According to the U.S. Energy Information Administration, renewable energy sources provided 17% of electricity generated in the U.S. during 2017, and the International Energy Agency projects that by 2040, 40% of power usage across the globe will come from renewable energy. These increases in renewable energy reflect a shift in perspective among consumers and energy providers who seek to minimize reliance on limited and unsustainable resources, such as fossil fuels and nuclear power. By integrating renewable energy wind farms, solar panels, and geothermal power plants, the power sector is redefining the energy grid into a clean resource that will support its growing consumer base with sustainable longevity.
Dealing in the back-end of production on medical devices, we, as technical professionals, want to provide technology that makes safety and operability in medical care a top priority while still providing ease and comfort to the patient. With increasingly delicate medical procedures on the horizon, how do we tackle this issue and where in the game does the tech industry fall?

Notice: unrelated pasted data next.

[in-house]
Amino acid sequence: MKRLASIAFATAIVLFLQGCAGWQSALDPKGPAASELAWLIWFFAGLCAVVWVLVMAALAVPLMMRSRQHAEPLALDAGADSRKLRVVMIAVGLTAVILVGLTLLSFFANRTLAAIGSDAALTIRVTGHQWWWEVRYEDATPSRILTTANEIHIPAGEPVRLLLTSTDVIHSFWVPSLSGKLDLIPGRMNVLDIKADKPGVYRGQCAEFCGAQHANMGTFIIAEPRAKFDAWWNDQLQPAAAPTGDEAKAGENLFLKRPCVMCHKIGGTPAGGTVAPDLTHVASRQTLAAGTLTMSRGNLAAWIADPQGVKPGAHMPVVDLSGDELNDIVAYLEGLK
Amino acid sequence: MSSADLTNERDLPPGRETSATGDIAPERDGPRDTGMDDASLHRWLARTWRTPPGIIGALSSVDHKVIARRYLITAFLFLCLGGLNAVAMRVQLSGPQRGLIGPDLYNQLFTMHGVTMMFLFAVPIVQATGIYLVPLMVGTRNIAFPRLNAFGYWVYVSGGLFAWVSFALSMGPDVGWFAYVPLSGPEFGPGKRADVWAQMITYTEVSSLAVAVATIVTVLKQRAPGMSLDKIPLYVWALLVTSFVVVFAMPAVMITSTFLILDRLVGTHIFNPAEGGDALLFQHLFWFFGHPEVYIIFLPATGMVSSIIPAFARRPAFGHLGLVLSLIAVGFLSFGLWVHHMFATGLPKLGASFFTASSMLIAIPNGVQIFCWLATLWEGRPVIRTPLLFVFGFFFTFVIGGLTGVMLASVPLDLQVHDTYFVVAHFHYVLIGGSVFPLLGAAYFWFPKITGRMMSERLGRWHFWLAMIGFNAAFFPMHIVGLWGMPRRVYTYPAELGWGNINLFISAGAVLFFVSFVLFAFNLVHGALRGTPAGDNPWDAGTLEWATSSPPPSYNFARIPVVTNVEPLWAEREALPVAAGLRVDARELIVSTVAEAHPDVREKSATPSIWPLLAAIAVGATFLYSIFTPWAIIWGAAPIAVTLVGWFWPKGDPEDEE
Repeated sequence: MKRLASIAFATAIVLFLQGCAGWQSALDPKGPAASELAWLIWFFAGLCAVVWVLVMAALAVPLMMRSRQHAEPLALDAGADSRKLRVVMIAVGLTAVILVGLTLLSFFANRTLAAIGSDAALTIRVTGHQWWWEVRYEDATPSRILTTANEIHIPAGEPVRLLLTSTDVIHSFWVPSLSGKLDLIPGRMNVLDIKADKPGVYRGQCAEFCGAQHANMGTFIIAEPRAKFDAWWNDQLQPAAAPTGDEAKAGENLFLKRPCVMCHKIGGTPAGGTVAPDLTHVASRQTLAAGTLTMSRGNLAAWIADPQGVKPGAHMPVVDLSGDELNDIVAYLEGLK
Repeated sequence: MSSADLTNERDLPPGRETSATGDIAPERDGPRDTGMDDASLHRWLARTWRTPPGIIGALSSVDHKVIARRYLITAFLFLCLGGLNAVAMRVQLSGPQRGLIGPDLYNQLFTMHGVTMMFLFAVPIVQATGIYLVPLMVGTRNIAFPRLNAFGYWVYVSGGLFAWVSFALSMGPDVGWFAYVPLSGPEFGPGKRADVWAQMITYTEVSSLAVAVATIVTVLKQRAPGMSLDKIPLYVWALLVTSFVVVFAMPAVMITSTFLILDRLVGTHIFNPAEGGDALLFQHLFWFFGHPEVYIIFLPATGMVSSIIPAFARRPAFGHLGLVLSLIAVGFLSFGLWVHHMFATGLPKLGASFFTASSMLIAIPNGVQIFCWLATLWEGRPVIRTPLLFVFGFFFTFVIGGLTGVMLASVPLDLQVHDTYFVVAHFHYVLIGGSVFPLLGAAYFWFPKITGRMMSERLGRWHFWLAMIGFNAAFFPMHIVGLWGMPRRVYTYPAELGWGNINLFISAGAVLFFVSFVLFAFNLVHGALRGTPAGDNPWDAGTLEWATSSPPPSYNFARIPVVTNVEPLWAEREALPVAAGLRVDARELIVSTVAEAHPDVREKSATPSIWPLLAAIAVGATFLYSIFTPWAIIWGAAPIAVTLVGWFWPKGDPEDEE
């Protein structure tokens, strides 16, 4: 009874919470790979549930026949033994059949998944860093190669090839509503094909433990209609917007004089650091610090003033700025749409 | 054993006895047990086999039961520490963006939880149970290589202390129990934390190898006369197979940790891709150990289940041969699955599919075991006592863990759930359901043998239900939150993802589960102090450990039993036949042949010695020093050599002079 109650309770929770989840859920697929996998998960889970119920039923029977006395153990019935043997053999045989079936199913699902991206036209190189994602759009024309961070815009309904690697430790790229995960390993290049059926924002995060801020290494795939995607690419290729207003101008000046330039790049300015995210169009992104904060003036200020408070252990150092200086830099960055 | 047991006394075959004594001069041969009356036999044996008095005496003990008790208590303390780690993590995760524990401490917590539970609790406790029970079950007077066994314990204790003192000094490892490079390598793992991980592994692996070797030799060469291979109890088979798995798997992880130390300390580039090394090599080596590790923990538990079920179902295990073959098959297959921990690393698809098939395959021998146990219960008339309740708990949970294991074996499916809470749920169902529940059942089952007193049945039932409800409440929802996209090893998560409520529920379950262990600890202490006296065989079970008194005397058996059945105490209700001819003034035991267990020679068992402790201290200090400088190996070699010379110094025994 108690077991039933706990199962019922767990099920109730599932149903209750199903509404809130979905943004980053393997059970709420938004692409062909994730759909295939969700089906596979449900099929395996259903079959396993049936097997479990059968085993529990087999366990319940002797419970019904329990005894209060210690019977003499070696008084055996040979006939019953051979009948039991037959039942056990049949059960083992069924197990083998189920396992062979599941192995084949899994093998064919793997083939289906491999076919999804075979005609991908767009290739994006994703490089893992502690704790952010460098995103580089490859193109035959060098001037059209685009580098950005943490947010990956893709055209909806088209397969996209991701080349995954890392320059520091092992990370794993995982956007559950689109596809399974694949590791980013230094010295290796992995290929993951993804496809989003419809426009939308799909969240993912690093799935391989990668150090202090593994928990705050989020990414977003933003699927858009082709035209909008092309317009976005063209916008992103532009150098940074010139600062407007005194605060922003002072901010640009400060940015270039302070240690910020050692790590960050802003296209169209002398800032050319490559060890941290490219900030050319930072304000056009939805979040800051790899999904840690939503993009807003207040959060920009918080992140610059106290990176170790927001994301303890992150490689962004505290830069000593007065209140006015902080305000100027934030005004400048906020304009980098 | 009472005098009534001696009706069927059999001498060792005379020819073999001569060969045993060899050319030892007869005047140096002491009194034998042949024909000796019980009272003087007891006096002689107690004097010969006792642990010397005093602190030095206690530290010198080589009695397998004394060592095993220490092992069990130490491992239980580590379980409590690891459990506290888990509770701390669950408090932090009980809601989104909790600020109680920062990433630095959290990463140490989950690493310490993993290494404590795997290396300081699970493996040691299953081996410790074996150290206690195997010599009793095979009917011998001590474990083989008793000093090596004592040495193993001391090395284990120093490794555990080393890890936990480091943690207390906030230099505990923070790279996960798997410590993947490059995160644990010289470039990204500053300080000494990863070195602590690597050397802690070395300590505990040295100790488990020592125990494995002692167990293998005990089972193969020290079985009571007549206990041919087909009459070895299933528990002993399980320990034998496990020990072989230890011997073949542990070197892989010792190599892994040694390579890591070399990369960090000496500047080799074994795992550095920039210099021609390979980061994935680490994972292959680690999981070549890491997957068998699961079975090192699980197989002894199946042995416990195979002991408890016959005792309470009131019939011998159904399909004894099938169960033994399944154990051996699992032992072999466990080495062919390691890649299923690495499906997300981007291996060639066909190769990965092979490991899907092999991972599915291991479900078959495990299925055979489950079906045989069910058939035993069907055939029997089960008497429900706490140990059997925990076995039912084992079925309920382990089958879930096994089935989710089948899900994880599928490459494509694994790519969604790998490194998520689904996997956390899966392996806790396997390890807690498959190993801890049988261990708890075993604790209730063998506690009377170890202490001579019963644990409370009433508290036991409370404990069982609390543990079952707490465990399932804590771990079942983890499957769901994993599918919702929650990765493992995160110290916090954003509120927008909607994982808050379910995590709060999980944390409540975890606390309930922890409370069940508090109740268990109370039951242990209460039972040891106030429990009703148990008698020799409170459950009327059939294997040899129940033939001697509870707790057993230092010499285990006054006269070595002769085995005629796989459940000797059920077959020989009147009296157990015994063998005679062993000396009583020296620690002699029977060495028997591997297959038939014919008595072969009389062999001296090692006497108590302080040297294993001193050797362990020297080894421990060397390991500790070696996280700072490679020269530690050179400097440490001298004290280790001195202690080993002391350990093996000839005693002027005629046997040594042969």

In the United States, 99% of farms are operated by families and 90% of these are small farms ranging in size from 200 to 250 acres, according to the last 2012 UDSA census. There is a huge opportunity for the Internet of Things (IoT) to transform the extensive range of equipment and vast expanses of land inherent to the agriculture sector, specifically in these family-owned farms. IoT innovations for small agricultural operations can significantly increase profit margins by minimizing the need for manual labor with automation, expediting machinery commands with remote and real-time monitoring, and allowing farmers to utilize resources more efficiently with preventative maintenance and environmental prediction.
Bike-sharing programs have proven to make a positive impact on cities by promoting healthy lifestyles, encouraging urban exploration, building community, and providing an environmentally friendly commuting option. According to Business Insider, the number of shared bikes for public use around the world tripled between 2013 and 2016, and their success is rooted in the effectiveness of program design. Some of the major considerations that go into designing a bike-sharing program include where docking stations are distributed throughout each city, payments and cost-per-rental, bike design, bike maintenance, bike access, and safety features, to name a few.